We begin the book with a kidnapping, and it doesn’t slow down very much from that point: a kidnapping, multiple murders, a corrupt cop, a forensics genius, a mysterious organization, an arrogant cop, and an aging journalist. There’s a lot going on here. Unfortunately, there are too many coincidences, a heroine that is described as special, which turns out to be a genius-level intelligence [aired with some kind of monstrous and odd medical experiment that turned her into an Asperger’s like character who is much like Sherlock Holmes or The “Bones” character from the tv series, based on a book series. Antonia Scott is her name, and she blames herself for her husband’s injuries during a police operation, which left him reliant on machines to keep him alive – basically, in a vegetative state.
She is teamed up with Jon Guitierrez, the aforementioned corrupt cop – because he was accused of planting drugs in the car of a suspect – who is also a fat gay man who lives with his mother. Toss a trope on that bonfire of pile of crimes and such up there. Jon is approached by a man who belongs to a super secret organization that works on particular crimes. He recruits Jon by, one, offering to pay him, since Jon is currently suspended, and two, telling him that all he has to do is convince Antonia to get in a car and then drive her to a particular address.
This unlikely pair is assigned to look into the case of a young man who was abducted and killed, then staged in the house of a super-rich family. It’s also a case of mistaken identity, as the young man is not the son of woman they were attempting to extort. And this is the point at which Antonia’s bizarre behavior and manner of seeing the scene begin. She also draws several conclusions that seem to be a bit premature. Whatever the case, they are then pulled out of that and reassigned by the mystery man (codename: Mentor).
The pair are then told to start looking at another crime, this time the kidnapping of a woman who is the daughter of what sounded to me like a billionaire. Interestingly, he has receive a all from the kidnapper(s), with a bizarre directive for him to say something publicly that would be highly embarrassing. They learn that in the other case, the woman who runs one of the largest banks in Madrid (and it seems all of Spain) has received a similar call and demand. Obviously neither of the two want to submit to these demands.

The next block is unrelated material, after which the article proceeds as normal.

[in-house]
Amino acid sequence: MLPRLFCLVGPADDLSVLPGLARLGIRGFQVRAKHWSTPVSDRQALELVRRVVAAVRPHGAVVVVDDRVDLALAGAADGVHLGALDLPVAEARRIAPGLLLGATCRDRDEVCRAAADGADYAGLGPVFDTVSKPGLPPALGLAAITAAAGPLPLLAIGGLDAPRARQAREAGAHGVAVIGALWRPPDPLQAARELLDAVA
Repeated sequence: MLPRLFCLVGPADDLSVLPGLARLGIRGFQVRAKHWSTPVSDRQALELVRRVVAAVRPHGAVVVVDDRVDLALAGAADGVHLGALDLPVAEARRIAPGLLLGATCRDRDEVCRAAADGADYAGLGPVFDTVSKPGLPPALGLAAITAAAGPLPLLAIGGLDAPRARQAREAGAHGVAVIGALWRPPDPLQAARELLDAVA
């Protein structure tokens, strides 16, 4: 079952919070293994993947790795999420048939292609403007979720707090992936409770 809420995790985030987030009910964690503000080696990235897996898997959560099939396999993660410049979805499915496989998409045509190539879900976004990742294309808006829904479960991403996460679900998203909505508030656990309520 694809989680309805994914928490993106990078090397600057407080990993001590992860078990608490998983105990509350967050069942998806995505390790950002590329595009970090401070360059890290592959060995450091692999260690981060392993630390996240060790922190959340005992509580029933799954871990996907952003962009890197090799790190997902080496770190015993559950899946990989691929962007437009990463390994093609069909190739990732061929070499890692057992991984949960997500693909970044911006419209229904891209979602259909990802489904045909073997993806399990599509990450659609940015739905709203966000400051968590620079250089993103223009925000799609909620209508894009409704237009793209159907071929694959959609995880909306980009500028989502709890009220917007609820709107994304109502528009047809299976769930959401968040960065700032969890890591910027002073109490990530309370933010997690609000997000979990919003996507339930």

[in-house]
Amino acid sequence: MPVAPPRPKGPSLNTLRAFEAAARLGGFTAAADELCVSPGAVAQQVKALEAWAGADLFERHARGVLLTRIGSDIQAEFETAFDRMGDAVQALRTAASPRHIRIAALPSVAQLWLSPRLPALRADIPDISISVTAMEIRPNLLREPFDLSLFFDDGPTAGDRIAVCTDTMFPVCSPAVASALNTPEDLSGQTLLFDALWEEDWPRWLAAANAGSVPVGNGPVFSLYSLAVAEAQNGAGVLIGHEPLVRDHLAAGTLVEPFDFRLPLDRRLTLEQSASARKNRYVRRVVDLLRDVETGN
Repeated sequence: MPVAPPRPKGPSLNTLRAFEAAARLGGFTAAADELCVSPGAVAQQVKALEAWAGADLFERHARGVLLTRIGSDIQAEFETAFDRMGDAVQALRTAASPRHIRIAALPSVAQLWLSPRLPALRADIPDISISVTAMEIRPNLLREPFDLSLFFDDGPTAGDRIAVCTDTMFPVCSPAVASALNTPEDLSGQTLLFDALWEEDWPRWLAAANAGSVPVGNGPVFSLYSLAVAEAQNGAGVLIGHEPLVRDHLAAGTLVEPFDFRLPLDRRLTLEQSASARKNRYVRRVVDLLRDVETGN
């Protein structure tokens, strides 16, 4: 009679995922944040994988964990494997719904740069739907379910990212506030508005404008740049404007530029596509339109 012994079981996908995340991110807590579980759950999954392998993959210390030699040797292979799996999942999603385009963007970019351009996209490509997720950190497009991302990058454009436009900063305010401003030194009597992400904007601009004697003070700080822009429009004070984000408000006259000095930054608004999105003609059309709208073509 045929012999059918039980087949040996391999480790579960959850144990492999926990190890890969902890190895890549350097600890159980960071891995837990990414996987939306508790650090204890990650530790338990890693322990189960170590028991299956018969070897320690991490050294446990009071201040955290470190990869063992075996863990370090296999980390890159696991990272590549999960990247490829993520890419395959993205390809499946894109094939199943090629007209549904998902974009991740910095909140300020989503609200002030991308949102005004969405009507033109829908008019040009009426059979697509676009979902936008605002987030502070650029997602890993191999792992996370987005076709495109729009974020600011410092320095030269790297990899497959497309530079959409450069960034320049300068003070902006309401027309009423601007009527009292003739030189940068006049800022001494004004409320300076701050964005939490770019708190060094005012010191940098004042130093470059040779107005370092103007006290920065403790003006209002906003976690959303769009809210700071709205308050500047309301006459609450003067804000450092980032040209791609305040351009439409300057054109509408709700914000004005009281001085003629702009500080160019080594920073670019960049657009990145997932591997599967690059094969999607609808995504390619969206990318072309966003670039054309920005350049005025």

What follows from here is a series of leaps of logic, actions taken by Antonia and Jon that in any reasonable law enforcement organization would result in them not just being taken off the cases but tossed into jail. As it turns out, the ranking investigator from the local police – the typical arrogant local law enforcement dude with a giant ego who thinks himself always right – kicks them out of the crime scenes. They ignore him, naturally, returning to both scenes when the locals are gone.
There come some coincidences, and a bunch of flashbacks too tell us how Antonia changed from just a very smart woman into some kind of crime scene whisperer/savant. I won’t go further into the plot in current (book-wise) time. But I will say that the astute reader who takes in the details will be able to determine the kidnapper/murderer as well as the incident that started everything and pretty much how the book will end.
I will add this warning: the kidnapped woman is put in a cell of sorts that is rock and does not have the vertical clearance for her to stand up, basically making it a long stone box. If you’re claustrophobic, this might be an issue for you, as it was for me.
There were a lot of ideas here, and I think the idea of Antonia and what she can do is quite interesting. But it seems to have made her some kind of superhero. For instance: when the pair need to bribe someone, and don’t have the funds to do it, she teaches herself a card game, goes to an online gambling site, and wins enough to pay of the guys they need to get information out of in less tan half an hour. It’s all just running around from that point to reach the end.
It is an ok read. Not great, not the worst I’ve ever read. For the middle of the road it took, it’s a three. I’ll read the next one, probably.
Three stars out of five.
Thanks to St Martin’s Press and NetGalley for the reading copy.